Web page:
This week the new "beginners how to" section kicks off with a variety of sections to keep anyone new to the sport learning about this great adventure called cycling. To begin with we have equipment, training and skills sections. Keep a look out for regular additions to this section to keep learning, or simply refresh your memory of the small intricies of cycling.
Knowing and understanding the gears on your bicycle can help you save your equipment, ride more comfortably and give you an indication of improvement.
The chain rings at the front of your bike are commonly called the “big chain ring” and “small chain ring.” Some bikes have three at the front and the one in between is funnily enough called the “middle chain ring!” Their real names are in actual fact representative of the number of “teeth” on them. Each bike differs but most road bikes come with a small chain ring called a 39 (39 teeth on it), and a big chain ring called a 53. The bigger the number the harder the gear.
In your rear wheel the gears are called sprockets instead of chain rings and are also named after the number of teeth on them. The group of sprockets is called a “cluster” (picture 3), and down this end of the bike the bigger the number of teeth the easier the gear, so it is in reverse to the front. Each cluster has 8 to 10 sprockets or gears on it depending on your bike, and they are typically sequential dropping one to two teeth at a time. As an example a common road bike cluster consists of 10 sprockets; 23 (closest to the wheel),21,19,18,17,16,15,14,13,12 (closest to the frame).
Combining Front and Rear
So now that we know the front and rear gears we can actually name every gear on the bike. For example, if you are in the small chain ring at the front and your bike has a 39, and in the third to bottom sprocket on the rear cluster this would be a 19 on our cluster above. So this gear is called a 39 x 19. Changing down to an easier gear would be a 39 x 21, or likewise up to a harder gear would be a 39 x 18.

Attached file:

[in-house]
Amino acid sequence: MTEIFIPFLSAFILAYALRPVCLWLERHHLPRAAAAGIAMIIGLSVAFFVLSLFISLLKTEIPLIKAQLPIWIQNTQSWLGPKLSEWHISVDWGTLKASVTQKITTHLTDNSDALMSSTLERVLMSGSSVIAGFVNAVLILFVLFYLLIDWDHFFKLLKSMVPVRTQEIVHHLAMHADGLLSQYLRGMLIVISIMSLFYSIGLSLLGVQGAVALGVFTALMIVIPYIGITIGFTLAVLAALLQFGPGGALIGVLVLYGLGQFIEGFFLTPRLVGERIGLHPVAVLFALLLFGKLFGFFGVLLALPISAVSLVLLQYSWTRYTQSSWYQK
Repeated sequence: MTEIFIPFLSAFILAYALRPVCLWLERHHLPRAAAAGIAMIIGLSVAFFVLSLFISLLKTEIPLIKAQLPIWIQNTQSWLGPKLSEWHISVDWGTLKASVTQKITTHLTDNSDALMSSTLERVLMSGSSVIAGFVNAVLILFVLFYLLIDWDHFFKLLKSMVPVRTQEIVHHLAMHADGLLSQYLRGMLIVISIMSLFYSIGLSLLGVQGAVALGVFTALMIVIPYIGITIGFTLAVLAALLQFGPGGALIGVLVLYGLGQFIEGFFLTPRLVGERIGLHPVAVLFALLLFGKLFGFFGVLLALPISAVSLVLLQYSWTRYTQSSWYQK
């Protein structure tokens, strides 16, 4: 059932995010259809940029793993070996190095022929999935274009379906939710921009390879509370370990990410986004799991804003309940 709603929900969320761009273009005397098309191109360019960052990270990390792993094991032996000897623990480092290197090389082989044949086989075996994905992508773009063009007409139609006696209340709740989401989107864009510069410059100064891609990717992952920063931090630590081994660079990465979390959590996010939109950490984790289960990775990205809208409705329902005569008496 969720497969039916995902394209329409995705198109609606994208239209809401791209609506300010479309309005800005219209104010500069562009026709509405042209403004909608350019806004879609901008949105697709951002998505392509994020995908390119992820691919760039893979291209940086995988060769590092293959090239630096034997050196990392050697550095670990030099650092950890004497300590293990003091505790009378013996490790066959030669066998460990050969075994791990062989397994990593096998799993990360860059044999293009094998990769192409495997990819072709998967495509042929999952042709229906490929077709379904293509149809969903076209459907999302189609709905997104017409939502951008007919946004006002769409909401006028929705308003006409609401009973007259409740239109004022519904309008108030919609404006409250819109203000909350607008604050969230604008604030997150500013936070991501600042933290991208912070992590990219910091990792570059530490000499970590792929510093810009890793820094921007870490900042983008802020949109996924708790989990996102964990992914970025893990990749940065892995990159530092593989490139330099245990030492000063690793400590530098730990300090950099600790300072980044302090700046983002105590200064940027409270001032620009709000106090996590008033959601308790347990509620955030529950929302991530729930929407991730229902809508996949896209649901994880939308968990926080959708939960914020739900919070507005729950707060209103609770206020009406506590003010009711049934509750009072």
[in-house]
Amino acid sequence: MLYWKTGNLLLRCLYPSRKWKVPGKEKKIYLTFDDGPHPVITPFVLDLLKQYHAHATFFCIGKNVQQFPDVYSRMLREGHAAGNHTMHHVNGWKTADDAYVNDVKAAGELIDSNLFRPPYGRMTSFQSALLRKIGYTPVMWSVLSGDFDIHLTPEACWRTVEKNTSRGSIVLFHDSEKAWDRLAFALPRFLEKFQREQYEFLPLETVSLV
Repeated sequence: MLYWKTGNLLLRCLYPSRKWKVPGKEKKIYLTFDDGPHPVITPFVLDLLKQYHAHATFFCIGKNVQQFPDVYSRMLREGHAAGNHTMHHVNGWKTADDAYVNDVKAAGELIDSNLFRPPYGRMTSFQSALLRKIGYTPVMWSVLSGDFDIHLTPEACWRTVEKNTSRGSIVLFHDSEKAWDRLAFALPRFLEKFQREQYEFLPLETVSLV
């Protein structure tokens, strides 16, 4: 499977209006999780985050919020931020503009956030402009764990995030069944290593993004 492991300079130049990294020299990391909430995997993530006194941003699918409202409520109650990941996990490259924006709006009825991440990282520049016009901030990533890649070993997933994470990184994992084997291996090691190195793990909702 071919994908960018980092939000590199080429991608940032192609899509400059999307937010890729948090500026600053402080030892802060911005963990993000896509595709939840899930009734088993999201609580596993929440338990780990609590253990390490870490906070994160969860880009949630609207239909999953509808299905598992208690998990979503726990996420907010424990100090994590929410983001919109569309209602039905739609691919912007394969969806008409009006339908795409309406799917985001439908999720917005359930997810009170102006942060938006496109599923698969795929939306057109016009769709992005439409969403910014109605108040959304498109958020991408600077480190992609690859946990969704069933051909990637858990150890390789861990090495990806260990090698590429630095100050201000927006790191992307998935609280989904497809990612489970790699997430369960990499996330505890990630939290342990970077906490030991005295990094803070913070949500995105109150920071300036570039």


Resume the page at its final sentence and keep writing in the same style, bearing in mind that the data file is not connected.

If your chain is rubbing in a certain gear it will definitely let you know by making an awful grinding noise in which case you shouldn’t be in that gear! This commonly happens in the extremes of gears. For example the easiest gear while in your big chain ring (53 x 23 using our example gears), or when in the hardiest gear in your small chain ring (39 x 12). Avoid using these gears as they will ruin your chain by rubbing on the front deraileur (the part that shifts your chain from the small to big chain rings), and the line of pull of the chain is bad for it angling across.
The cables that pull the gears when you shift stretch after a while and your gears will not change properly so they need to be periodically changed and adjusted. To help your gears last longer wipe the chain after riding in the wet and re-grease it. The grit that builds up off the roads needs to be wiped off every now and again otherwise is wears away at your chain, sprockets, and chain rings and these will need to be changed. If you are riding regularly it’s a good rule of thumb to replace your chain every 6months to prevent it wearing out your cluster and chain rings, as this is a lot less expensive than replacing everything.
Writing down the gears you use in training can help monitor improvements. As an example say you did a windtraining/spin class and were doing a set of intervals at 90 rpm in your 53 x 19 one week, and then repeated those intervals two weeks later in your 53 x 17 then you know you have improved. Cycling is a tough sport and can be made a lot easier (especially on hills), with the correct gears on your bike. Bikes come with “one size fits all gears,” however we all have different strengths and weaknesses and need different varieties of gears. For example if you look at your bike and see the easiest gear is a 39 x 21, then you may want to get this changed at your local bike shop. You don’t need to change the entire bike, just a few parts. Having smaller gears will help you spin on the flats and hills and help you go faster with less effort.
Amy Taylor is an Auckland based Exercise Physiologist and Cycling Coach. She is one of the founders of Kinetic Edge Training Technology, and along with other coaches offers cycling skills training on a one on one or group basis. Kinetic Edge also offers programming for specific events, and personal coaching. For further information see www.kecycling.com or contact her directly on email@example.com